Designing Emails That Work

Not all email marketing strategies are equal, and not all strategies should be applied to the same kind of business or the same type of audience. As with most things in business, “it depends” is usually the answer. Test your marketing strategy and adapt to what your market wants. Over the years, marketing professionals have learned what works. With trillions of emails sent every year, data backs up some fundamentals that can help you get started.

Understanding good design principles

Email design has a few universal rules:

Keep it simple stupid.

The old KISS rule holds true with email. People don’t want to read a lot when they’re on a computer or mobile device. They want the information to be relevant and short, not long-winded and hard to understand. Like with most writing your audience determines the reading level, but usually 6th to 8th grade works best.

If you’re writing email content for technical recipients, you may write at a higher level, but be cognizant that email has a shorter attention span than blogs or whitepapers. Email recipients generally are trying to get through their inboxes and tend to scan, rather than read for deep comprehension.

Use a one-column layout.

Traditional print marketing is usually wider, with folds and multiple columns, because the eye has more “real estate” to scan.

Unfortunately, email has less real estate. With over 60 percent of emails being read on a mobile device, assume your message recipients scan a single column. A good rule is to design for 600 pixels width at most. If you must have two columns, the left column comes first so put the most relevant information there.

Use responsive design.

Email should adjust for the size of the reader’s screen.

Well over half the emails you send are read on a mobile device. It’s critical that you design your emails to respond to a smaller screen while still making your message easy to read.

Responsive design can be tricky, so test your design on as many platforms as you can. Check that your ESP makes email within its system responsive, too.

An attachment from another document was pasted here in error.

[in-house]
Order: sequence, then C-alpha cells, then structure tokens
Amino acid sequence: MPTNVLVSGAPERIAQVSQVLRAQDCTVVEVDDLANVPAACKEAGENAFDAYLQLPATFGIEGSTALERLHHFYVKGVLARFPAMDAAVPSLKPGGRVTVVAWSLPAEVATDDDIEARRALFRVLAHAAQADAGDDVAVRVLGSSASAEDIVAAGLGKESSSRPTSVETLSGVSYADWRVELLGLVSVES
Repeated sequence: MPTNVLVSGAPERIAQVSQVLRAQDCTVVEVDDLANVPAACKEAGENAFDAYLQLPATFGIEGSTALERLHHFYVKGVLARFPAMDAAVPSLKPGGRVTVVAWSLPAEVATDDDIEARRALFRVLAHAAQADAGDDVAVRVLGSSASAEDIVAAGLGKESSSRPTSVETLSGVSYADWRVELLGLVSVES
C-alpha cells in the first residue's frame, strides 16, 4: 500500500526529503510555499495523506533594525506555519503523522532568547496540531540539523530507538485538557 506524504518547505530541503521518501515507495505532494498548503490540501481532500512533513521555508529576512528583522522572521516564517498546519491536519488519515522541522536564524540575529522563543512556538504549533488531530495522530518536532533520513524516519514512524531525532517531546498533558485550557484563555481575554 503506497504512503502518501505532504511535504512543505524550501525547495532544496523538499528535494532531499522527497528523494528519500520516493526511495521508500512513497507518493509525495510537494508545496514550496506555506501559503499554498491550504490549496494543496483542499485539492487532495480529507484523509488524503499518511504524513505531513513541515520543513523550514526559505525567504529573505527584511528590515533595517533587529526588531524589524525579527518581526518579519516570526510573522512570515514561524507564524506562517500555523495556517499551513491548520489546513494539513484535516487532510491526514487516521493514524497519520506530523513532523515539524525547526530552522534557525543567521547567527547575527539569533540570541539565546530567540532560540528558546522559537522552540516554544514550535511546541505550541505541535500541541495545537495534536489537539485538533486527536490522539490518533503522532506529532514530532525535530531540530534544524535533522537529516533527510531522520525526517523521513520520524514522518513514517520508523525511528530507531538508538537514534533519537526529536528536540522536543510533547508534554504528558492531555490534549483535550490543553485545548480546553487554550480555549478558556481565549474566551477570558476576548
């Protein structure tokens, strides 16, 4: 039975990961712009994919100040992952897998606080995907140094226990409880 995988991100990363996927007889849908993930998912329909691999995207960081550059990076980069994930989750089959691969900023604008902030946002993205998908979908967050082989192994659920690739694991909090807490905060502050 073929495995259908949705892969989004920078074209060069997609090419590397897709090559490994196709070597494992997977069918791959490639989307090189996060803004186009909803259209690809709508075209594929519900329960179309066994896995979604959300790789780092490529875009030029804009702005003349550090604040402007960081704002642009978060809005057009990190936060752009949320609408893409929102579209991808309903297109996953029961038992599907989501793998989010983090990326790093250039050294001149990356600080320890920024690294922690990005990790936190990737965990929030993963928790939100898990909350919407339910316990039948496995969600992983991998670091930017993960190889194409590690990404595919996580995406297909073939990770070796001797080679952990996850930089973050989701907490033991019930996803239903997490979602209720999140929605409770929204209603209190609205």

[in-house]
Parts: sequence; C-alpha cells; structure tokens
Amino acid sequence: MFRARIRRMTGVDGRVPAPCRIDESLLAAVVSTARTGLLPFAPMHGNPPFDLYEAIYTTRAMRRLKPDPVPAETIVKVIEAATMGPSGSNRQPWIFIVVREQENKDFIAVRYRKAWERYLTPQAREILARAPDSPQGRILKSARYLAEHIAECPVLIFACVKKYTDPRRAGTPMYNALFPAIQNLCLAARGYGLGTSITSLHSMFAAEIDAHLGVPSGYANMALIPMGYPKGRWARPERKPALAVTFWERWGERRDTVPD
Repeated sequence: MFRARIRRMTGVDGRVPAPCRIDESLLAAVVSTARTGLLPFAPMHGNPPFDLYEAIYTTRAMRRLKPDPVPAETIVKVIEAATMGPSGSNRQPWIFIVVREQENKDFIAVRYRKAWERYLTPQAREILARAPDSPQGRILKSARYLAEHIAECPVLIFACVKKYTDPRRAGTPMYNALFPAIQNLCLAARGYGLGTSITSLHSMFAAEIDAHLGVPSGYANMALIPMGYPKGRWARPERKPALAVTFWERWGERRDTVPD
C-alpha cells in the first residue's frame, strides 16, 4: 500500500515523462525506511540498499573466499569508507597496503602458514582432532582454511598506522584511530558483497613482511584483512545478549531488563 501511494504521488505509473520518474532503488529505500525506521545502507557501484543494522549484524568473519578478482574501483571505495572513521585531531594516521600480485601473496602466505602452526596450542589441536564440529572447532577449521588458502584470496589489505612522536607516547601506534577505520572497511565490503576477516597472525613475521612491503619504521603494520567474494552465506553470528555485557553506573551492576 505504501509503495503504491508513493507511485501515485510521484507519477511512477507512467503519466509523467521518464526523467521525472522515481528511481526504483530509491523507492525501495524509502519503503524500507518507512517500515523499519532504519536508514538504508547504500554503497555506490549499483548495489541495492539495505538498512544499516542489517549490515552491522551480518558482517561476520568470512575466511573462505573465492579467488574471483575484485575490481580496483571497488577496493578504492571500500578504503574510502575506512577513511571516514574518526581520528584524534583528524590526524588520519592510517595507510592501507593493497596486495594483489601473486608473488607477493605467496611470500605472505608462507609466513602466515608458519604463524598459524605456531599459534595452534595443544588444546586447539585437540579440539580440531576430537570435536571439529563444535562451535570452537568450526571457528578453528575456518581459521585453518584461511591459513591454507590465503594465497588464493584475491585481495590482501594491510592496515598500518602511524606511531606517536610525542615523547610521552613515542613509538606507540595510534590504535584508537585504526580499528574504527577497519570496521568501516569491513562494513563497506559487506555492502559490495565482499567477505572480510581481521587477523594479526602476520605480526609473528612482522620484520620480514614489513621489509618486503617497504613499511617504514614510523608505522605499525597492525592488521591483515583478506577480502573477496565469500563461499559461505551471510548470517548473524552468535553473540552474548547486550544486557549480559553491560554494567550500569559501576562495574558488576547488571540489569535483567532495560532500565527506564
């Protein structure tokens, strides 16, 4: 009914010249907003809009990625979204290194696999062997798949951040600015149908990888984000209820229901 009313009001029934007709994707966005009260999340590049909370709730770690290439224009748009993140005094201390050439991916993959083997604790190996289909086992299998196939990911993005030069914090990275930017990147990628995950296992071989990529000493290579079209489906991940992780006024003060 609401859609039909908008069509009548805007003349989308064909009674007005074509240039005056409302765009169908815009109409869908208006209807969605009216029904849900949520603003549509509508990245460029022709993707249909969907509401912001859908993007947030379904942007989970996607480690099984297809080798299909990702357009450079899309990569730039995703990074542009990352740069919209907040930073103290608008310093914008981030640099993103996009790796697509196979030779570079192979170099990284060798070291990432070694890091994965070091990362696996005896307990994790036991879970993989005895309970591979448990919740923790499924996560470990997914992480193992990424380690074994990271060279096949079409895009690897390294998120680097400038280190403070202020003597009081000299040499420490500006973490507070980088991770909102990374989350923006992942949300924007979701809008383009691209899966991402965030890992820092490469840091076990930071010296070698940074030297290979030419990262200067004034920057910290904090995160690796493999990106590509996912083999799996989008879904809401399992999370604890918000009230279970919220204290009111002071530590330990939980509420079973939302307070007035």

Keep articles short with links to more information and video content.

Don’t try to cram everything into your email. Get your point across and provide a link for more. Your message is short and you also determine which contacts are interested in learning more about something. This click data is very useful for salespeople and for sending further targeted messages.

Communicating Effectively with Email

Make your calls to action clear.
If the point of an email is to drive the contact to take an action, make sure the button or link to accomplish that task is clear.
Use images and links to video to make your emails more attractive.
Encourage recipients to click to load images, so you can track when they read their emails. People respond more emotionally to imagery, so use that whenever you can.
Educate your recipients. People don’t open emails so they can be sold to.
They want to read about something interesting or educational. Help them do something, teach them something, and make them feel glad they are on your list. Most ESPs have templates you can choose from. Start there and make them your own. You may also want to hire someone to design your email for you. Good email templates should be available to you for a few hundred dollars.
Connecting calls to action to campaigns
When you design an email, your primary objective is to either educate or encourage the recipient to respond to a call to action, or both. If you’re driving your contacts to that action, think through the entire process of what you want the person to do a positive response should initiate a buyer journey – and if the call to action is to click through to a website, the response should be automated with a CRM workflow – potentially triggering more emails to be sent, an update in the CRM, or more. Be sure the webpage the contact goes to matches what she expects.